In Brief

Sex education: what's being taught and when?

MPS argue primary school children should be taught about sex, but that parents should still be able to opt out

Sex education should be compulsory across all state primary schools in order to protect young children from abuse, a committee of MPs has urged.

"Young people have a right to information that will keep them safe," the Commons Education Committee chairman Graham Stuart told the BBC

The committee said that sex and relationship education forms an essential part of any school's "efforts to safeguard young people from abuse" and is crucial to protecting the most vulnerable children in society. 

The report said the subject's lack of statutory status meant that it was often sidelined, with teachers denied adequate training. The government has promised to consider the committee's findings.

What's currently being taught and when?
At state schools

Sex and relationship education (SRE) is currently compulsory in council-run secondary schools. It involves teaching students about reproduction, sexuality and sexual health. From the age of 14, pupils begin learning about sexually transmitted disease and practising safe sex.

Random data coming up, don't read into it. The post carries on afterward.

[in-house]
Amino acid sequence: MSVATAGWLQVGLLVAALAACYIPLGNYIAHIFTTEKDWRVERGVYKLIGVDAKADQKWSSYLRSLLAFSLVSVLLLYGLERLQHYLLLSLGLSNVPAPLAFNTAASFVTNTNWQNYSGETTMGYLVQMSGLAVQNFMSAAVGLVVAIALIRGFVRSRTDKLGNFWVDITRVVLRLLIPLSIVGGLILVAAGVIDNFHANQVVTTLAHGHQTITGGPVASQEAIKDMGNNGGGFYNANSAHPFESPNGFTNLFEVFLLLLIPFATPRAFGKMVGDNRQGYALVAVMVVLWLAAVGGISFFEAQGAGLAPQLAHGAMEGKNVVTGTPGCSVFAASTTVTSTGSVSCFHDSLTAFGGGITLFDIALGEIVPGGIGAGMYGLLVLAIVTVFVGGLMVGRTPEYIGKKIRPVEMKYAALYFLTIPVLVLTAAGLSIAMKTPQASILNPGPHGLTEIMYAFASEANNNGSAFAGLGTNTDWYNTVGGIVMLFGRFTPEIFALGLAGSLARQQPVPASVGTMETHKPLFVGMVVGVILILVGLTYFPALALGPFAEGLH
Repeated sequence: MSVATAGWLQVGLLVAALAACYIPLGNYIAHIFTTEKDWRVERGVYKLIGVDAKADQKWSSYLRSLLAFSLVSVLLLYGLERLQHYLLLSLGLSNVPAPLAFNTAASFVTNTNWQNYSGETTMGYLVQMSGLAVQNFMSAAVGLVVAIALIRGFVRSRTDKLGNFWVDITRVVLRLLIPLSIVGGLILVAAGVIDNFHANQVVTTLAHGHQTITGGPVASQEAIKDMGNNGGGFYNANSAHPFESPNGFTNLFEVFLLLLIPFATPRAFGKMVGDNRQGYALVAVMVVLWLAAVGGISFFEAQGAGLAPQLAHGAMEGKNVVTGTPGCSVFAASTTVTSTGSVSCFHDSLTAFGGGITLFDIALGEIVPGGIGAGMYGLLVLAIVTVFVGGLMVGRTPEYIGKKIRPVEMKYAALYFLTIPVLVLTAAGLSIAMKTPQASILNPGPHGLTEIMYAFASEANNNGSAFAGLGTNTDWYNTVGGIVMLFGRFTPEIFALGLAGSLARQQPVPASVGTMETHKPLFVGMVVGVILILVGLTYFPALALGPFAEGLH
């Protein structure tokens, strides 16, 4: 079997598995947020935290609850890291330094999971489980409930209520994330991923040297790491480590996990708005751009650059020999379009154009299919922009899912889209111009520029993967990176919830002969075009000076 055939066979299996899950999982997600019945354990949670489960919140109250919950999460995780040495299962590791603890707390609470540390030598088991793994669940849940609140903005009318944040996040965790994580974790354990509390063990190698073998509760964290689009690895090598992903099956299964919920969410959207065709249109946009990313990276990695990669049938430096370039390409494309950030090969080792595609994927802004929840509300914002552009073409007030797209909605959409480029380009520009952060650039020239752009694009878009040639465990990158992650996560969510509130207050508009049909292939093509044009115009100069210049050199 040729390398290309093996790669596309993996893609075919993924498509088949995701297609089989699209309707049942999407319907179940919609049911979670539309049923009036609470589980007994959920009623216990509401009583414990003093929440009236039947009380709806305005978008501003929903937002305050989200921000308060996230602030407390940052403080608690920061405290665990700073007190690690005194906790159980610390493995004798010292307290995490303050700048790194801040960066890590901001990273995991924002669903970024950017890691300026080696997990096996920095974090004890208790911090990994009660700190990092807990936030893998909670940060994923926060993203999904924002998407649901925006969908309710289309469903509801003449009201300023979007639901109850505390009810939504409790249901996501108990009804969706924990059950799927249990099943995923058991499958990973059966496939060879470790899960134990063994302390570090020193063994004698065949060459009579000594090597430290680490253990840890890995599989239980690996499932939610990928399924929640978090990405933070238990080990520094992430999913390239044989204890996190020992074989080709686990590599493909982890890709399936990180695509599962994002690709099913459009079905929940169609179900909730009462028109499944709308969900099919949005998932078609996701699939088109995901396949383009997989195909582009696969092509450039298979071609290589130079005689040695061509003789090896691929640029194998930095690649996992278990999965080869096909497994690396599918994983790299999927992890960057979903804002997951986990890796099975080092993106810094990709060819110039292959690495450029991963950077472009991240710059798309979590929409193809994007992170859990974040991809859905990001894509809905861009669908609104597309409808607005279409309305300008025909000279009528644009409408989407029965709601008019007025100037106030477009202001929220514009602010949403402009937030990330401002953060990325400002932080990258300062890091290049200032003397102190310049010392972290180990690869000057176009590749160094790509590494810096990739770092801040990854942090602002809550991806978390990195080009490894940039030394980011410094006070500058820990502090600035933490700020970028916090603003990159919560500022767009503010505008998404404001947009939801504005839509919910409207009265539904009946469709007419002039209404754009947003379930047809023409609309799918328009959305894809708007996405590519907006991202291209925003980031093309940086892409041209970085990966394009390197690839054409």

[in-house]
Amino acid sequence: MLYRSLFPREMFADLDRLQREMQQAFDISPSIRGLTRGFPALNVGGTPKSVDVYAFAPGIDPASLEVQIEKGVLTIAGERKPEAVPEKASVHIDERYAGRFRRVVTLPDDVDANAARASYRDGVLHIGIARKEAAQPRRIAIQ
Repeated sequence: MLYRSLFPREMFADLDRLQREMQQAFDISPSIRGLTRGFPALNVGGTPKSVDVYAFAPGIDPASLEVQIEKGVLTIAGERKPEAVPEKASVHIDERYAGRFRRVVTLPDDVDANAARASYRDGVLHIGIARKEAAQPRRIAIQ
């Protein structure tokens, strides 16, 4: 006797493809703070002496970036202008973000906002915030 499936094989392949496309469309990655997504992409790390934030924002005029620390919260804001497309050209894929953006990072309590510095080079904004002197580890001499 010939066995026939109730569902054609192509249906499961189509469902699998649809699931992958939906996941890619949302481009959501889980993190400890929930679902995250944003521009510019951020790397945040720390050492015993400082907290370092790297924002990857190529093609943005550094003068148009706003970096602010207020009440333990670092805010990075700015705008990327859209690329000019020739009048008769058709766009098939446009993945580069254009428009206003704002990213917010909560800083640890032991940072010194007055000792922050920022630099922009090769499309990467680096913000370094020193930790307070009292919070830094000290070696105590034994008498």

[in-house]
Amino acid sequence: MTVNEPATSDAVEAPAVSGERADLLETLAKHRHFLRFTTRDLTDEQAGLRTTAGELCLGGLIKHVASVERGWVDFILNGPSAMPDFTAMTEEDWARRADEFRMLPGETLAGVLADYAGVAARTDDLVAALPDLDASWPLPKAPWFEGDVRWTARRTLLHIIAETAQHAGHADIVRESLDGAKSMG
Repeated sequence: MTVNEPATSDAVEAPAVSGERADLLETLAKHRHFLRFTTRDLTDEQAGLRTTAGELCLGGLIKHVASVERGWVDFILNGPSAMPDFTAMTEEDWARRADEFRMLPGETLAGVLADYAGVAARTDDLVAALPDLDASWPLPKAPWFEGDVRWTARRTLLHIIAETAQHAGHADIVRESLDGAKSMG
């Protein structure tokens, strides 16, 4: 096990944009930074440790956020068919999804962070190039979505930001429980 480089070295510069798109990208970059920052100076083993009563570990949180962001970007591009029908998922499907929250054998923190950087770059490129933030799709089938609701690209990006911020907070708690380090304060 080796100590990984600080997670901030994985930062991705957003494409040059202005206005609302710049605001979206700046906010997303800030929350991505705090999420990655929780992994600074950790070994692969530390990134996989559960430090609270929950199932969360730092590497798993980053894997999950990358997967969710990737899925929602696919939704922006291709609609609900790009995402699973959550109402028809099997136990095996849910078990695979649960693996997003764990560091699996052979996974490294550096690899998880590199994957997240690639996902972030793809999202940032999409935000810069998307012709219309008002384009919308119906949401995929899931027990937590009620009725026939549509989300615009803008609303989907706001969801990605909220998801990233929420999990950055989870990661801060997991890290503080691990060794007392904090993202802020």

At primary schools, children under the age of 11 do not receive education beyond the basic biology outlined by the national curriculum. 

At private schools, academies and free schools

Sex and relationship education is not compulsory at any level of education, as each school is free to opt out of the national curriculum. However, if they do choose to teach the subject, schools are required to follow government guidance.

Parents have the right to withdraw their children from any aspect of sex education lessons that do not fall under the statutory programme of study for science under the curriculum.

The committee agreed that this should continue to be protected by law. "Parents have rights, too." Stuart told The Guardian. "They must keep the right to withdraw their children if they are unhappy with what the school provides."

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